Did Your Tuna Sandwich Kill a Sea Turtle?

The remote island atolls of St François and Farquhar are part of the Alphonse and Farquhar outer island groups in the Seychelles archipelago in the Indian Ocean. Like most of the Seychelles, these atolls are important nesting sites for sea birds and sea turtles, and are surrounded by some of the world's healthiest and most intact coral reefs. There is a small settlement on Farquhar atoll, but St François has no human inhabitants.


In my mind, coral atolls like these have embodied a tropical paradise, untouched by human hand. How wrong could I be? When I went to the Seychelles last year, I discovered that even in these remote places the tuna industry is causing trouble.

Yep, it's those FADs (Fish Aggregating Devices ) again, although I know a few less flattering acronyms to describe them! Those floating rafts of junk, dangling ropes and netting that entangle turtles and sharks, are ending up beached and entangled all over the Seychelles, despite the sophisticated tracking buoys they usually have attached.

The Island Conservation Society (ICS) has conservation centres on five islands in the Seychelles, and its scientists and rangers have been removing lost or abandoned FADs from their islands for years. In 2011 they started documenting the problem and in 2015, with funding from Greenpeace, were able to do systematic surveys in the region, build a database, and report the findings.

[[{"type":"media","view_mode":"media_original","fid":"604361","attributes":{"alt":"","class":"media-image","height":"450","style":"width: 600px; height: 450px;","typeof":"foaf:Image","width":"600"}}]]

But, back to the atolls. The ICS surveyed St François and Farquhar atolls and found 48 FADs entangled or beached on each one. That's 96 FADs on just two atolls. With the addition of other FADs found since 2011, the total number of beached or entangled FADs is 210. Over a third of the FADs they found were attached to the reef because the netting and ropes beneath the FADs had become caught on coral. Five of them had sea turtles trapped in their nets, sadly only one was found alive in time to be rescued. FADs washed up on beaches are also a danger to nesting sea turtles.

[[{"type":"media","view_mode":"media_original","fid":"604362","attributes":{"alt":"","class":"media-image","height":"450","typeof":"foaf:Image","width":"600"}}]]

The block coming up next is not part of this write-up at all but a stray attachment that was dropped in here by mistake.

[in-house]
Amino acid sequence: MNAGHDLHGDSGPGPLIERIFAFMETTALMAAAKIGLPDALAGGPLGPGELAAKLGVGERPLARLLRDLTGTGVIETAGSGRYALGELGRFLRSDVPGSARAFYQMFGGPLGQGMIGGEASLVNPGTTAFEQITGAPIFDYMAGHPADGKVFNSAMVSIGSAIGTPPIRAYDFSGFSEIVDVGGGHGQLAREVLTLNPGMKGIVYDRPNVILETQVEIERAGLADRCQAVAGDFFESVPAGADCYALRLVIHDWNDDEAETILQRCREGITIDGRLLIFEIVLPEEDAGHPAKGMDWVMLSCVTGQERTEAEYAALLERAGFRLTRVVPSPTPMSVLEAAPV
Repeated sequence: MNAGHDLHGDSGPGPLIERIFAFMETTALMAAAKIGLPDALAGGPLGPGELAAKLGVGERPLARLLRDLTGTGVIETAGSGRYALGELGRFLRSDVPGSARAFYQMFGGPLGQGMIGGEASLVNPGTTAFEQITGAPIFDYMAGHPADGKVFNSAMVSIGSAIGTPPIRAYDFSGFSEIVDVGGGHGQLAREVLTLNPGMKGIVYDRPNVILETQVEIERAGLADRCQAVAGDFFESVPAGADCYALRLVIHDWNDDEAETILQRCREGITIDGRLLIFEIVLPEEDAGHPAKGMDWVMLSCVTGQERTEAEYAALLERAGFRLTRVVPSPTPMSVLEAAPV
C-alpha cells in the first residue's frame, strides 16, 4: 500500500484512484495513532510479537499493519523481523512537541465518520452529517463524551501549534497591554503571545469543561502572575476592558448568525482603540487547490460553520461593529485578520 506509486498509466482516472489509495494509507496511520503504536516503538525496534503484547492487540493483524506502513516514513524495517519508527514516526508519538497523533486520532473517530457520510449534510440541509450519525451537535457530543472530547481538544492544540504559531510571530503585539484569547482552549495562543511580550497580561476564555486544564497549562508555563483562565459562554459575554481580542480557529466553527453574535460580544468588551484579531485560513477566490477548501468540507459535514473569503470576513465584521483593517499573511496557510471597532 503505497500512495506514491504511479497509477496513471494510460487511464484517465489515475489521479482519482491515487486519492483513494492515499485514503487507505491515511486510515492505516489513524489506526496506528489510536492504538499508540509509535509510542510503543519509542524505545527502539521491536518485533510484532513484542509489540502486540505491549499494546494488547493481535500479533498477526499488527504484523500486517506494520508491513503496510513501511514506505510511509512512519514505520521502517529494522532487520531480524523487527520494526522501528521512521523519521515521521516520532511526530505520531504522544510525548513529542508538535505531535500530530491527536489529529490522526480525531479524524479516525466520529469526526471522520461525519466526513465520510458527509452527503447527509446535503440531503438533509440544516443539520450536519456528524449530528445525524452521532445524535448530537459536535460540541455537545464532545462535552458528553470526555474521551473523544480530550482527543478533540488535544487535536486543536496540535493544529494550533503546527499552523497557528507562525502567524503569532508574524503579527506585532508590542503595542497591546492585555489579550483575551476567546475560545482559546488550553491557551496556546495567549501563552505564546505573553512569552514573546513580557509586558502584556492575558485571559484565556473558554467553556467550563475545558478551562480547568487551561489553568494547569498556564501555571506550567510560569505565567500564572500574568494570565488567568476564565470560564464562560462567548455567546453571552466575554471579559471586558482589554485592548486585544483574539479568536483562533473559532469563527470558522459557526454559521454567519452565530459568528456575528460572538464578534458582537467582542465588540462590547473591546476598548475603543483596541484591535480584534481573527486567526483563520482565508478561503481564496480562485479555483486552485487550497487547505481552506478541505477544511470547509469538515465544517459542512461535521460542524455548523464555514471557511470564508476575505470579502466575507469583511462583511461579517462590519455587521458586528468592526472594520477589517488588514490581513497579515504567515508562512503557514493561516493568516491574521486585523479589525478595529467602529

The ICS removes FADs whenever they can, but it can be difficult and dangerous, and the tides and weather must be just right. Then they have to dispose of the rubbish Рmost of the FADs they found were made from synthetic materials, with few biodegradable parts. Rubbish must be transported to the main island of Mah̩ for appropriate disposal, so it is a costly business cleaning up FADs.

Three quarters of the FADs found were traced back to Spanish owned vessels, registered in Spain or the Seychelles. This is no surprise, as Spain's addiction to FADs is well known. The Spanish purse seine fleet uses more FADs than any other fleet, and now takes 83% of its Indian Ocean tuna catch around FADs.

I've said it before and I'll say it again: FADs drive me crazy. They're a symptom of an out-of-control tuna fishery. I'd love to see FADs banned entirely, but at the very least we have to get their use under tight control. We need science-based limits on the number of FADs allowed in each ocean and limits for each vessel. FAD use must be reported alongside tuna catches. We need to know how many are released and collected, and where, and if any of them are lost. And every FAD must be labelled, so the companies who use and lose them can pay for the clean-up.

Scientist Sam Balderson from ICS was in Portugal last week presenting the findings of his research to a meeting of the Indian Ocean Tuna Commission (IOTC). For their work to continue, ICS needs more funding, and Sam wants to know: will the tuna industry take responsibility and cough up for the FAD clean-up?

Considering that IOTC just set 'limits' on FADs that will actually allow a massive increase in their use, I'm not holding my breath.

[This article is reprinted with permission from Greenpeace. All images are courtesy of the Island Conservation Society.]

RELATED STORIES

Scuba Divers’ Haunting Photos Show Devastating Impact of Ocean Trash on Marine Life

The Unseen Extinction Wiping Out the World's Wildlife

There Are Half as Many Fish in the World's Oceans as There Were in 1970

There’s a One-in-Four Chance the Fish You Just Ordered Contains Plastic

Are You a Victim of Fish Fraud? New Program Will Make It Easier to Check

#story_page_ below_article

Understand the importance of honest news ?

So do we.

The past year has been the most arduous of our lives. The Covid-19 pandemic continues to be catastrophic not only to our health - mental and physical - but also to the stability of millions of people. For all of us independent news organizations, it’s no exception.

We’ve covered everything thrown at us this past year and will continue to do so with your support. We’ve always understood the importance of calling out corruption, regardless of political affiliation.

We need your support in this difficult time. Every reader contribution, no matter the amount, makes a difference in allowing our newsroom to bring you the stories that matter, at a time when being informed is more important than ever. Invest with us.

Make a one-time contribution to Alternet All Access, or click here to become a subscriber. Thank you.

Click to donate by check.

DonateDonate by credit card
Donate by Paypal

Don't Sit on the Sidelines of History. Join Alternet All Access and Go Ad-Free. Support Honest Journalism.